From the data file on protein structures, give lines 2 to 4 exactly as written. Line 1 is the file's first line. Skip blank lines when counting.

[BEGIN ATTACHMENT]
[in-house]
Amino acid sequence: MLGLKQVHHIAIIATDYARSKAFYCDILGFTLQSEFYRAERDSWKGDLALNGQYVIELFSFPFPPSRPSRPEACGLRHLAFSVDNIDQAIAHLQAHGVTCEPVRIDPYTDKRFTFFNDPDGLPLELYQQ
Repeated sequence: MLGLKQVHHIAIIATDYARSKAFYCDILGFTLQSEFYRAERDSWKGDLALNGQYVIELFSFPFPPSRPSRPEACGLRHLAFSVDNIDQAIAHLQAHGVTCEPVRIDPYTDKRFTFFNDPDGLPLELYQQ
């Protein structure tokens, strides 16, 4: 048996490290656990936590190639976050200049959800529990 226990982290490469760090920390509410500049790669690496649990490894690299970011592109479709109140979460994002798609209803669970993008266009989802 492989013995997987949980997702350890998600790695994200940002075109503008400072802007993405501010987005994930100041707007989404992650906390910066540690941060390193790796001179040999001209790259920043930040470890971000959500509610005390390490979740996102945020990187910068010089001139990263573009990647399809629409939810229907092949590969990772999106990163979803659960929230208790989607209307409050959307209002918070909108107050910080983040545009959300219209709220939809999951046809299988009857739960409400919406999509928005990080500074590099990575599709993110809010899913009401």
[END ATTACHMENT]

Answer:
Amino acid sequence: MLGLKQVHHIAIIATDYARSKAFYCDILGFTLQSEFYRAERDSWKGDLALNGQYVIELFSFPFPPSRPSRPEACGLRHLAFSVDNIDQAIAHLQAHGVTCEPVRIDPYTDKRFTFFNDPDGLPLELYQQ
Repeated sequence: MLGLKQVHHIAIIATDYARSKAFYCDILGFTLQSEFYRAERDSWKGDLALNGQYVIELFSFPFPPSRPSRPEACGLRHLAFSVDNIDQAIAHLQAHGVTCEPVRIDPYTDKRFTFFNDPDGLPLELYQQ
């Protein structure tokens, strides 16, 4: 048996490290656990936590190639976050200049959800529990 226990982290490469760090920390509410500049790669690496649990490894690299970011592109479709109140979460994002798609209803669970993008266009989802 492989013995997987949980997702350890998600790695994200940002075109503008400072802007993405501010987005994930100041707007989404992650906390910066540690941060390193790796001179040999001209790259920043930040470890971000959500509610005390390490979740996102945020990187910068010089001139990263573009990647399809629409939810229907092949590969990772999106990163979803659960929230208790989607209307409050959307209002918070909108107050910080983040545009959300219209709220939809999951046809299988009857739960409400919406999509928005990080500074590099990575599709993110809010899913009401």